May 2nd, 2006

Kodak proclaimed to the world “ You push the button, we do the rest”.

Of course that was around 1888. The technology at that time was so complex that it was best for the majority of shutterbugs at that time to leave well enough alone. Or to Kodak.
We are now in the era where the technology is much more accessible but now the causal user is being asked to do a lot more than just push a button.
Fading fast is the time when you put a roll into the camera, shoot away, drop it off at the lab, return a few hours later and you were done.
Now you are being asked to read an inch thick manual, interface with your computer to get a good look at your shots, and then learn how to adjust the image for optimum results.
For those of us who first learned how to develop and print our own photographs with film, chemistry, and silver halide paper, it is a new very exciting world. For others it may be huge pain in the neck.

Right, enough of the passage of time, where we were, and where we are.

Lets get to it and see if we can help.

As many of you have been shooting digital, loading your cameras/cards/CD’s onto your computers, there are wide ranges of software choices for your next steps in image treatment
or enhancement.

Remember we are talking about digital darkrooms. The tools have changed , but content will always be the thing that moves us.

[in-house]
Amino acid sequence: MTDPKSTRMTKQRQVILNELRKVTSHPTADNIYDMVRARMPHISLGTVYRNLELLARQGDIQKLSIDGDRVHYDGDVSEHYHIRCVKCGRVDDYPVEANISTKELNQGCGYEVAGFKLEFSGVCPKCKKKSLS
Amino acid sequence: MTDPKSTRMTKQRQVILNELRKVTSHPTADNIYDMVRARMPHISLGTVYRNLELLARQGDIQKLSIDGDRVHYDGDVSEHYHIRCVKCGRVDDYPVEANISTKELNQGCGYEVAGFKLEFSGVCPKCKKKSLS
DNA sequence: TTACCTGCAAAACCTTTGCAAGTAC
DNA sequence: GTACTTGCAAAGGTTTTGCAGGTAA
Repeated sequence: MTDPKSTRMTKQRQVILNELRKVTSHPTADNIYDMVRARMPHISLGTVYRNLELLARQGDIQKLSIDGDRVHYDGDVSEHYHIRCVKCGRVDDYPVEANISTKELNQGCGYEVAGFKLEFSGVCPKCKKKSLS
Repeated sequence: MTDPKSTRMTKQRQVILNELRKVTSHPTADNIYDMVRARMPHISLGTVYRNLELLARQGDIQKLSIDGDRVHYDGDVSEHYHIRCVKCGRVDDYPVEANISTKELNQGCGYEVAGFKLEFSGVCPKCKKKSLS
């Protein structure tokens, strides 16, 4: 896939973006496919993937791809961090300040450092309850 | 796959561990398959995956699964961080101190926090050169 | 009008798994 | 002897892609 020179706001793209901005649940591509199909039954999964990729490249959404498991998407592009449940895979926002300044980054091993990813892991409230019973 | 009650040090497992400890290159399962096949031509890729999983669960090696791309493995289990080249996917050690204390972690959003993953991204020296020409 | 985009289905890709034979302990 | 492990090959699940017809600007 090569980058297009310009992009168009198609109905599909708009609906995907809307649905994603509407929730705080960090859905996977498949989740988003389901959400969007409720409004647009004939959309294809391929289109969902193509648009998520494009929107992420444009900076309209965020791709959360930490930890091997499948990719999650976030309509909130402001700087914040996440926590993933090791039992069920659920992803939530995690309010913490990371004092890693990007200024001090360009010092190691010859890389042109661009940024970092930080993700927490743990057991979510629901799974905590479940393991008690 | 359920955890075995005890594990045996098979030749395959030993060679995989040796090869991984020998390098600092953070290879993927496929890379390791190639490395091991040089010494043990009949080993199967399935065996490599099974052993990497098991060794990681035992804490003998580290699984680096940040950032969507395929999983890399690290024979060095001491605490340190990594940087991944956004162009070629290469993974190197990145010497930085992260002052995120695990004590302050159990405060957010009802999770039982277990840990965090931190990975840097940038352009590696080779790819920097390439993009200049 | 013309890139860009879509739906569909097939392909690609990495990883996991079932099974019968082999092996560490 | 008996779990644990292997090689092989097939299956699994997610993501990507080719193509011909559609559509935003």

If you have used the general, what we’ll call “introductory software”, you get to do some broad stroke changes, color shifts, red eye reduction, contrast control, and now in IPHOTO some additional overall effects. Even design your own hardcover book.

Maybe you wanted to try some more fine-tuning, or change up specific areas of an image. Perhaps you know that the DSLR you are using is capable of much more than you may be getting. Have you ever gone through a series of changes in your image and then not be able to get back to the beginning when you realized you went to far?

OK, maybe you just wanted to put that friends head onto another persons body.

You are ready to graduate to the next level of digital imaging software.

Adobe Photoshop Elements 4.0 is the perfect next step. The same folks, who bring you Photoshop CS2, just updated Elements. We started with this product a few generations back, and were very curious to check out what was new.

We used a digital image in RAW format for the run through.
Trying to be good, first step was the how–to section. By using an image we truly cared about, it made the learning a lot easier.